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Psychotherapy 

"You can't always get what you want, 

But if you try sometimes you find


You get what you need”  

(Rolling Stones)

Are you feeling dissatisfied or stuck in life? 

Do you have problems with relationships?

Do you have low self-esteem? 

Or do you keep repeating behaviour that you later regret?

Perhaps you are facing a tough life transition or have suffered a loss?

Maybe you feel dressed, stressed, anxious, or have health worries?

These are some of the sorts of reasons people come to therapy. In psychotherapy, the focus is on looking inside and coming to terms with yourself. Engaging in the therapy process changes perspectives. This not only helps with overcoming problems and lessening suffering, but it also reveals opportunities and develops potential.

My Approach to Psychotherapy

The therapy I do is based mainly on psychodynamic models. My job as a therapist is to provide a safe space for you to explore your story and to deepen your understanding of yourself and the unconscious patterns and drivers that are keeping you stuck and contributing to your difficulties.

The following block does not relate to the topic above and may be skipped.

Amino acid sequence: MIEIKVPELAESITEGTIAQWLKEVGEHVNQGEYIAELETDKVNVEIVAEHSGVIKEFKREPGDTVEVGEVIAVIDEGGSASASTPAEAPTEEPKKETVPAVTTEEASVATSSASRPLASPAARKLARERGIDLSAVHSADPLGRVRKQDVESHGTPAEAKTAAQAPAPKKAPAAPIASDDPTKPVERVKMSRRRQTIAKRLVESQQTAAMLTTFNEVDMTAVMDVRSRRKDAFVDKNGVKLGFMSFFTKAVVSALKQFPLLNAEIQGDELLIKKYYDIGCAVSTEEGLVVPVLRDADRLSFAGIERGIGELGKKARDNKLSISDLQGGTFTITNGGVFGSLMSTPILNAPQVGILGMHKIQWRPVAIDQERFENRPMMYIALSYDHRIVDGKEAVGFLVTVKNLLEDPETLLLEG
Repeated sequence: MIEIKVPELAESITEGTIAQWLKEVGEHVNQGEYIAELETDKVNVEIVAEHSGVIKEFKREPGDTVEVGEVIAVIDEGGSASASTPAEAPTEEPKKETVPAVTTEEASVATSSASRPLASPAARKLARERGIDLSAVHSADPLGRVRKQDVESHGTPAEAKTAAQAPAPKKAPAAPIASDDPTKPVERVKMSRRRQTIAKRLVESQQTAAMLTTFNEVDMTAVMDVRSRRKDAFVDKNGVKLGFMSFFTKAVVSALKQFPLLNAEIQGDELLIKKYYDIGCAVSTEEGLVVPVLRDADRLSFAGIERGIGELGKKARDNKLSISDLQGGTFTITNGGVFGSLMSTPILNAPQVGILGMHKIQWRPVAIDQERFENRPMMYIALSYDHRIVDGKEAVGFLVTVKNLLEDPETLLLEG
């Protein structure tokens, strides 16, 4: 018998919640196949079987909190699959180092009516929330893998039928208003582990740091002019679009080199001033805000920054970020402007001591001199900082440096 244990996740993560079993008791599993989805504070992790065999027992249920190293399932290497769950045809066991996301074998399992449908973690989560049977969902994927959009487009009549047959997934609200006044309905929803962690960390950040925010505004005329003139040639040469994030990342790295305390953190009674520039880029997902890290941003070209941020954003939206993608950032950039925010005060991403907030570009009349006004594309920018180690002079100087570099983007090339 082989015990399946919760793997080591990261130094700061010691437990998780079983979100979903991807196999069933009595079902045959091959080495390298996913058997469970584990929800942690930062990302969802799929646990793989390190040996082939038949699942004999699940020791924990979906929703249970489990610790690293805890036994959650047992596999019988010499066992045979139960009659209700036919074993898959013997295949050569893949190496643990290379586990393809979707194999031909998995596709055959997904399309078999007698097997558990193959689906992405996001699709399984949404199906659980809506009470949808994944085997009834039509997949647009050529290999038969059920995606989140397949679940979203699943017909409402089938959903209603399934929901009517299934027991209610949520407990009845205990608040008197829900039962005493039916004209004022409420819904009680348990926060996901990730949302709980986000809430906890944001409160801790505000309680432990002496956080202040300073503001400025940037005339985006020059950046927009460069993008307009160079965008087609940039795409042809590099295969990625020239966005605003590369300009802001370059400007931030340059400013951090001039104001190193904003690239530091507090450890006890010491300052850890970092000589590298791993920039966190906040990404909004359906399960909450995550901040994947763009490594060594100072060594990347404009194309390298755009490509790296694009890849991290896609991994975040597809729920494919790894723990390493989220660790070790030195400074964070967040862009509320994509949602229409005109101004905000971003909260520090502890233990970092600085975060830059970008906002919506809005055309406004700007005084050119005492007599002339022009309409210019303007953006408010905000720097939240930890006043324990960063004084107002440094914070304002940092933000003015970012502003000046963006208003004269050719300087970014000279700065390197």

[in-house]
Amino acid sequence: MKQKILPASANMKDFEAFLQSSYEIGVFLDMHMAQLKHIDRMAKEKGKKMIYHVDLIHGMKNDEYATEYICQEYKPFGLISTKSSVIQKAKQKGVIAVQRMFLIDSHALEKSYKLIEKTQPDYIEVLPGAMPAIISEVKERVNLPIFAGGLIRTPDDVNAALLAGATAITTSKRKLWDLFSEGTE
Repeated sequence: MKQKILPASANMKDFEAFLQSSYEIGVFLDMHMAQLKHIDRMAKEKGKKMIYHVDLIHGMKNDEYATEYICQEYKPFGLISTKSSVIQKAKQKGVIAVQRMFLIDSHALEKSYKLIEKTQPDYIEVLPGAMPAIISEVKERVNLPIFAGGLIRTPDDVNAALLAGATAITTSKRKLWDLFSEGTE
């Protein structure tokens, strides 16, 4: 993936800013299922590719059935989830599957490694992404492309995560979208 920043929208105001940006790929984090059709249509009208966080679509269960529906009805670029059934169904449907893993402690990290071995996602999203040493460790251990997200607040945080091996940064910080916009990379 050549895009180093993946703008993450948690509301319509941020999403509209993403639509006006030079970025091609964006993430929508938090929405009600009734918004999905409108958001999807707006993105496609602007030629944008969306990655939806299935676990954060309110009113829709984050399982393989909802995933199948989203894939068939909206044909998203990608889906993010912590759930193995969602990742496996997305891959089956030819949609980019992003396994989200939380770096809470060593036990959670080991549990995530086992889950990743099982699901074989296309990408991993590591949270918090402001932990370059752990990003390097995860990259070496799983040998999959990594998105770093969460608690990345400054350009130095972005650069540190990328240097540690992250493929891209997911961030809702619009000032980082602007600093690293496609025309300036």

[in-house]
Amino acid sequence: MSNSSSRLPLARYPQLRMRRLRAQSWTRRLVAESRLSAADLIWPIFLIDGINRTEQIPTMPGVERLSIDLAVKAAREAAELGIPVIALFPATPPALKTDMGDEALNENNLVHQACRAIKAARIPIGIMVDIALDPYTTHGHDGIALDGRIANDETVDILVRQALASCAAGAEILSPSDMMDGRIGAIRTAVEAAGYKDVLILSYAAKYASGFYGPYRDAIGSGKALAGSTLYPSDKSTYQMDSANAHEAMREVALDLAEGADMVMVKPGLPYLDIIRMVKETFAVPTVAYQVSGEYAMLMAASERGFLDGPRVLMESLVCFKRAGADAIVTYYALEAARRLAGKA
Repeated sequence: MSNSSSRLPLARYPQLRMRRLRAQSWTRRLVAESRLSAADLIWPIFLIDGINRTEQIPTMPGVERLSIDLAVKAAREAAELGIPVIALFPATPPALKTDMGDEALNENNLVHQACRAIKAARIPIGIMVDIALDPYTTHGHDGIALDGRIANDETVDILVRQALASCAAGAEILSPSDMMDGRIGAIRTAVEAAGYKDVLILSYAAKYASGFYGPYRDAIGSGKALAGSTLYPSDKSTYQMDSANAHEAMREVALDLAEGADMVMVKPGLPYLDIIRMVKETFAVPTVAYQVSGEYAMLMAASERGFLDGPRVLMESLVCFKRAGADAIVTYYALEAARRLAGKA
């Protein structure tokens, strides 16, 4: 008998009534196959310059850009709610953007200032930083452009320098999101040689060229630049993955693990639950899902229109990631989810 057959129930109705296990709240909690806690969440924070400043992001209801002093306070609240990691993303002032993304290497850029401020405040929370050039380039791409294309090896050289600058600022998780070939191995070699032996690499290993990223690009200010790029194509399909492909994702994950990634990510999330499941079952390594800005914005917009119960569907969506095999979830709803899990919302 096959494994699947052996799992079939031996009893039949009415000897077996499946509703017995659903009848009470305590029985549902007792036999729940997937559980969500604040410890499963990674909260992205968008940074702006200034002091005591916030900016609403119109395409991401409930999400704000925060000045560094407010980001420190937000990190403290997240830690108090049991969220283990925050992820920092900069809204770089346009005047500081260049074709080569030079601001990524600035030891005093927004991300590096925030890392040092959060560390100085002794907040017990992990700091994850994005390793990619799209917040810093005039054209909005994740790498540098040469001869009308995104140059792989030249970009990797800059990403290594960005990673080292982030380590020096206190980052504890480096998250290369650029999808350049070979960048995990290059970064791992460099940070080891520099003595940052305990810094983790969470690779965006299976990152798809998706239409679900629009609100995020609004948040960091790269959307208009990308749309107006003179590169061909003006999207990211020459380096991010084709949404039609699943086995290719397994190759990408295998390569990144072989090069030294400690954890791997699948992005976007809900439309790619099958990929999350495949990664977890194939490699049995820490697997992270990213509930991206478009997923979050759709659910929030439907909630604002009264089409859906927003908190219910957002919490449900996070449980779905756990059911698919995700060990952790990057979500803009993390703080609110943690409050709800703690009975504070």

How long will it take?

Depending on the focus, regular meetings can span from several months to years. Briefer therapy tends to focus on a specific current problem or crisis, whereas longer therapy is more suitable for repeated patterns of behaviour rooted in early experience or past traumatic events. This can be an intense process often involving sensitive issues, which take their time to work through. 

Does therapy work?

The short answer is yes. Many studies have shown that psychodynamic treatment is very effective both generally and for specific conditions.

 

Longer-term psychodynamic psychotherapy, i.e. one year’s treatment or longer, is more effective than shorter forms of therapy for the treatment of more complex problems.

 

More good news is that well–being continues to improve for years after treatment has stopped. 

 

Some  Evidence 

If you are interested in more detail about the evidence supporting psychodynamic treatment and comparing it to other psychological treatments, read Jonathan Shedler's article, ‘The Efficacy of Psychodynamic Psychotherapy,' here.